Despite our booming economy, our national debt has continued to grow. It has now topped $21 trillion – but that doesn’t include the debt racked up by state and local governments nor our unfunded liabilities like Social Security and Medicare.

Putting those things aside, that’s roughly $65,000 for every man, woman and child in the United States, or around $170,000 per household. We simply cannot continue to go on this way.

President Trump put his emphasis on growth. That is one way out of this vast hole we are in, but only if we rein in federal spending. The economy is booming, which should bring in more than enough revenue to cover the tax cuts. However, the latest congressional budget, which included $300 billion in additional spending, coupled with rising interest rates have put us deeper in the hole, about $100 billion more per year to be exact.

The political rhetoric on the debt and the deficit has already begun in this run-up to the midterm elections, but here are some important facts to remember: Our problem is not the tax cuts. Tax cuts always lead to more federal revenue in the long run. It’s the increase in spending. So, who is to blame?

The most obvious answer is the president and Congress. It’s not the Democrats. It’s not the Republicans. It’s both. Congress, made up of the people’s representatives, appropriates the money. In effect, it puts the money from the revenue we collect, along with (unfortunately) the money we borrow, into the nation’s checking account. The president then writes the checks. To Trump’s credit, he asked for rescissions. He wanted to use some of that unspent money to reduce the deficit. The House of Representatives agreed, but the Senate said, “No.” Why? It intends to use it next year to offset (justify) yet another increase in wasteful spending.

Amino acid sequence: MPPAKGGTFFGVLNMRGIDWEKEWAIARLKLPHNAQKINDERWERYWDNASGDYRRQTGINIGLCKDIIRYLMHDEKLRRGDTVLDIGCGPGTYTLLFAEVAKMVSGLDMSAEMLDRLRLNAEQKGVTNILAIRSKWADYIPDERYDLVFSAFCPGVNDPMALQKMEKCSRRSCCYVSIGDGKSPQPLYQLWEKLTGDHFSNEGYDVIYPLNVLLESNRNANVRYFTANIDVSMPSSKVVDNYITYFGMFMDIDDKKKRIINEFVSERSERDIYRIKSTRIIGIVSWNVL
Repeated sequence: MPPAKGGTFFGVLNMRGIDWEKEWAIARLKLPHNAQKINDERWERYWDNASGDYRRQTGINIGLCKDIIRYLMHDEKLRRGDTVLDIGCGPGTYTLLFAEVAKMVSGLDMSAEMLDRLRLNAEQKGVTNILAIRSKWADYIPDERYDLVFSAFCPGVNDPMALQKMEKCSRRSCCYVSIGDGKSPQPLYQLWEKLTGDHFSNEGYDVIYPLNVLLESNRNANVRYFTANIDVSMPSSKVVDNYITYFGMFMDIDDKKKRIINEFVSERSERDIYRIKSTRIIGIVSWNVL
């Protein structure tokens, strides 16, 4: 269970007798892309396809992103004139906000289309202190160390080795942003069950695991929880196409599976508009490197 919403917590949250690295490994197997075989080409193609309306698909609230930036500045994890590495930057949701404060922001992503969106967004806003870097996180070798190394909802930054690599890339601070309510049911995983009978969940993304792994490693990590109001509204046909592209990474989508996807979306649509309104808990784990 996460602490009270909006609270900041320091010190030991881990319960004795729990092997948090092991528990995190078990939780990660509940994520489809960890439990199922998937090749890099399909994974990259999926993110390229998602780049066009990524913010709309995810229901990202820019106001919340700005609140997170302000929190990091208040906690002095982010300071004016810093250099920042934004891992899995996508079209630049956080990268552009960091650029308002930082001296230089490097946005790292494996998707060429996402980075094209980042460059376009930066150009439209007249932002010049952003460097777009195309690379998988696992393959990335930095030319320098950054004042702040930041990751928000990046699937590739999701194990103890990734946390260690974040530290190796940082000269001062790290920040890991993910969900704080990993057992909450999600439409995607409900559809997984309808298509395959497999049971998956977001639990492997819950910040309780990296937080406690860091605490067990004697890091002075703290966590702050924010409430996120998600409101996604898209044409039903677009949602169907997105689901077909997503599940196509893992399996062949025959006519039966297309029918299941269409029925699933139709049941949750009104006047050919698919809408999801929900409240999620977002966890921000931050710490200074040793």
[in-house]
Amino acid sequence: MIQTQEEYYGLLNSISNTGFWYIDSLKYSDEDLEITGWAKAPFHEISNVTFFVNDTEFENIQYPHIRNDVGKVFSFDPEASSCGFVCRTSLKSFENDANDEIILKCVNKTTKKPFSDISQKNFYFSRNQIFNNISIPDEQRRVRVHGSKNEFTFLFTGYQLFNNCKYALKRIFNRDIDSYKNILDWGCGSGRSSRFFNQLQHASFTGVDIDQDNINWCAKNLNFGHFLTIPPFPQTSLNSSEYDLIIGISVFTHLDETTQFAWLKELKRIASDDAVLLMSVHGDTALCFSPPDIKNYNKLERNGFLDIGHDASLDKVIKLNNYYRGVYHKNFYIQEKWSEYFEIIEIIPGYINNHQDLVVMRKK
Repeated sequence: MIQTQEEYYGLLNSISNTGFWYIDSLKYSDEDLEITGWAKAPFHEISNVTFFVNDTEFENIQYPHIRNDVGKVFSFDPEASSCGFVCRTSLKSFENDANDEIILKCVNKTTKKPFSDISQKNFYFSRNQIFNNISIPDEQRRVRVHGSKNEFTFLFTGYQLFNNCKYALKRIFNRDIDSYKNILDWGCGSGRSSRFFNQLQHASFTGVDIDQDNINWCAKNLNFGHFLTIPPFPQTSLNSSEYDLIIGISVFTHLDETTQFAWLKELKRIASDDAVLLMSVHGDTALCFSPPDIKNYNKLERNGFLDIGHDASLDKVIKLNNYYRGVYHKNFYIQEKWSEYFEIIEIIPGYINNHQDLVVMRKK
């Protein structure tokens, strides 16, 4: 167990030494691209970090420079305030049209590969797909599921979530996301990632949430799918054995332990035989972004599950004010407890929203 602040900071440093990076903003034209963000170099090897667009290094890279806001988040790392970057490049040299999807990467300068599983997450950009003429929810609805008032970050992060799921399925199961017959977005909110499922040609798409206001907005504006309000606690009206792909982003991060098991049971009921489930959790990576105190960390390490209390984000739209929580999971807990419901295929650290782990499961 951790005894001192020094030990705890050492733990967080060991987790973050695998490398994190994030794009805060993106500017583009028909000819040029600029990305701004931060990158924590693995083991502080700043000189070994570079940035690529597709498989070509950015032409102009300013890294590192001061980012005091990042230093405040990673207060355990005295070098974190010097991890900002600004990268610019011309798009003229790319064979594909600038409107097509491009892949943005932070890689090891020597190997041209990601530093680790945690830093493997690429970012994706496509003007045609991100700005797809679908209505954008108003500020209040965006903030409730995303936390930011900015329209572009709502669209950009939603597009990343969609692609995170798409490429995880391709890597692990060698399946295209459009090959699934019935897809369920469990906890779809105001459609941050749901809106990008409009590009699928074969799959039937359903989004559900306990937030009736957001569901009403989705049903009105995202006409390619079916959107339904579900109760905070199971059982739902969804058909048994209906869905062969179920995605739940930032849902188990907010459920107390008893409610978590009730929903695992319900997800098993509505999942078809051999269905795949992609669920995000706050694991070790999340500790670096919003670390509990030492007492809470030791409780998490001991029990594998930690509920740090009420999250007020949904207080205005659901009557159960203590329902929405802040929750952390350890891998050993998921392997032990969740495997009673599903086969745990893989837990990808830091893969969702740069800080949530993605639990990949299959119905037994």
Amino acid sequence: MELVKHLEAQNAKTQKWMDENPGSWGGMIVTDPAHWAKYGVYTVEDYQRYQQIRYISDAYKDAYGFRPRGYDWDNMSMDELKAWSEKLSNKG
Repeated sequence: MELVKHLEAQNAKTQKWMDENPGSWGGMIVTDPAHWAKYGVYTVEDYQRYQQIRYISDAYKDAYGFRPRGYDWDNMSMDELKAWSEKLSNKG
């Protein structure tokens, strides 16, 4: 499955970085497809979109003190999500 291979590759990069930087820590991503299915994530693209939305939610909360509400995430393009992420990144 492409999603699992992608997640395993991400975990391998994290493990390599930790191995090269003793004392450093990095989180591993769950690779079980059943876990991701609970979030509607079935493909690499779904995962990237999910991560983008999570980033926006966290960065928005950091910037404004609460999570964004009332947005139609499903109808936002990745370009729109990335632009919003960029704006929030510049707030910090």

Before you go to the polls in November, you will undoubtedly be told that your representative wants to rein in this spending and that the other party is intent on increasing our indebtedness. Don’t buy it. Both parties are to blame. Republicans control Congress so they deserve the lion’s share of it. However, before anything is passed, there is a lot of horsetrading involving everyone’s pet projects in order to get the votes. This has to stop! In the end, it’s we the taxpayers who are left holding the bag.

Each year the budget rolls around, any attempt at cuts is met with endless cries of “the world is coming to an end!” We need to go back to the basics: What is the job of the federal government? It is to defend this country and protect its citizens. Anything that does not meet one of those two criteria should be on the chopping block.

One of the first things that should be eliminated is grants, which are nothing but giveaways. These go to nonprofits, universities, governments, private businesses and some of the nation’s most profitable corporations. There is nothing wrong with giving away money when you have it, but we don’t.

A recent oversight report from Open the Books examined the $583 billion in giveaways in fiscal year 2016.

Bear in mind, that’s almost twice the amount of money Congress found it necessary to add to our deficit spending in the most recent budget.

There were 560,771 grants in that year alone. Here are some examples of these unnecessary giveaways.

  • Public Heath Foundation Enterprises scored a cool million to develop a mobile sex diary.
  • The Alabama Space Science Exhibit Commission got $2.5 million to produce an animated children’s cartoon called “Space Racers.”
  • Children’s Hospital of Philadelphia received $418,579 to study the sexual experiences of obese adolescent girls.
  • Hydroglyde Coatings received $200,000 to design a new condom.
  • Northern Illinois University got $173,089 to study micro-aggressions in “radically diverse bisexual women.”
  • The California Prostitutes Education Project received nearly $1.5 million to teach sex-ed to, you guessed it, prostitutes.
  • Boeing (a Fortune 100 company) got three grants totaling $195.6 million. One was to study high-performance manufacturing of small parts.
  • South Dakota State got $12,000 to fund its Hobo Day.

Of the top 10 grant-receiving congressional districts, five were represented by Democrats and five by Republicans. To be sure, this represents only a drop in the bucket in terms of the federal deficit, but when you start to clean out the refrigerator, you start with the part that smells.

However, it’s time we put the blame where it really belongs. It lies with us. Our representatives have failed us and we keep re-electing them.

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